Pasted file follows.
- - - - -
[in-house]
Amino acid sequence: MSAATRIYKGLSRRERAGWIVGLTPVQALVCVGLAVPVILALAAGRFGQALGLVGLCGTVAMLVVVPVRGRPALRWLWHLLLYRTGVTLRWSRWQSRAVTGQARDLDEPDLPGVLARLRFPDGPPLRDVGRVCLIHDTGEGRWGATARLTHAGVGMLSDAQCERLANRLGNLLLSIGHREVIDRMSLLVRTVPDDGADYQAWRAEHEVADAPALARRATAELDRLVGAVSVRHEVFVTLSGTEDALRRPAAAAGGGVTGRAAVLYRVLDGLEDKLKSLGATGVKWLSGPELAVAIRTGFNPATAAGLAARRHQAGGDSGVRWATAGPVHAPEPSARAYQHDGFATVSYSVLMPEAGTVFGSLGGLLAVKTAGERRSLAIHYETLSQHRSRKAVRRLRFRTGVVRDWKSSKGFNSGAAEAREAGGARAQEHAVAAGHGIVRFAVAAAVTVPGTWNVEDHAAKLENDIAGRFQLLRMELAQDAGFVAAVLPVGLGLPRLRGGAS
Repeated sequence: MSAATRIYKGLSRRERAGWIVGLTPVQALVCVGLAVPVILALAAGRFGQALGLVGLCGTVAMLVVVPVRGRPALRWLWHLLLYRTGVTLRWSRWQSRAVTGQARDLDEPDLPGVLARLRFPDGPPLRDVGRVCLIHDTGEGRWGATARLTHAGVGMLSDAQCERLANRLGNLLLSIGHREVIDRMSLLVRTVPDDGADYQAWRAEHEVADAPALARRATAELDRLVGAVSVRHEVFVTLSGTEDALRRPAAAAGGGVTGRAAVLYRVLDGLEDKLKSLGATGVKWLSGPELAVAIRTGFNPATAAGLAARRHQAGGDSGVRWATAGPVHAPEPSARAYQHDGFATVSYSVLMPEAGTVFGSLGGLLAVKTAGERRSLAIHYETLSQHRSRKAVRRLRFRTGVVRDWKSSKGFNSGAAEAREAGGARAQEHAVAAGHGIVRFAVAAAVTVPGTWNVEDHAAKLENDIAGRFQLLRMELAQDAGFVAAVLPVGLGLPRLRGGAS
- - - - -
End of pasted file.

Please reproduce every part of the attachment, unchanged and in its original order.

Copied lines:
[in-house]
Amino acid sequence: MSAATRIYKGLSRRERAGWIVGLTPVQALVCVGLAVPVILALAAGRFGQALGLVGLCGTVAMLVVVPVRGRPALRWLWHLLLYRTGVTLRWSRWQSRAVTGQARDLDEPDLPGVLARLRFPDGPPLRDVGRVCLIHDTGEGRWGATARLTHAGVGMLSDAQCERLANRLGNLLLSIGHREVIDRMSLLVRTVPDDGADYQAWRAEHEVADAPALARRATAELDRLVGAVSVRHEVFVTLSGTEDALRRPAAAAGGGVTGRAAVLYRVLDGLEDKLKSLGATGVKWLSGPELAVAIRTGFNPATAAGLAARRHQAGGDSGVRWATAGPVHAPEPSARAYQHDGFATVSYSVLMPEAGTVFGSLGGLLAVKTAGERRSLAIHYETLSQHRSRKAVRRLRFRTGVVRDWKSSKGFNSGAAEAREAGGARAQEHAVAAGHGIVRFAVAAAVTVPGTWNVEDHAAKLENDIAGRFQLLRMELAQDAGFVAAVLPVGLGLPRLRGGAS
Repeated sequence: MSAATRIYKGLSRRERAGWIVGLTPVQALVCVGLAVPVILALAAGRFGQALGLVGLCGTVAMLVVVPVRGRPALRWLWHLLLYRTGVTLRWSRWQSRAVTGQARDLDEPDLPGVLARLRFPDGPPLRDVGRVCLIHDTGEGRWGATARLTHAGVGMLSDAQCERLANRLGNLLLSIGHREVIDRMSLLVRTVPDDGADYQAWRAEHEVADAPALARRATAELDRLVGAVSVRHEVFVTLSGTEDALRRPAAAAGGGVTGRAAVLYRVLDGLEDKLKSLGATGVKWLSGPELAVAIRTGFNPATAAGLAARRHQAGGDSGVRWATAGPVHAPEPSARAYQHDGFATVSYSVLMPEAGTVFGSLGGLLAVKTAGERRSLAIHYETLSQHRSRKAVRRLRFRTGVVRDWKSSKGFNSGAAEAREAGGARAQEHAVAAGHGIVRFAVAAAVTVPGTWNVEDHAAKLENDIAGRFQLLRMELAQDAGFVAAVLPVGLGLPRLRGGAS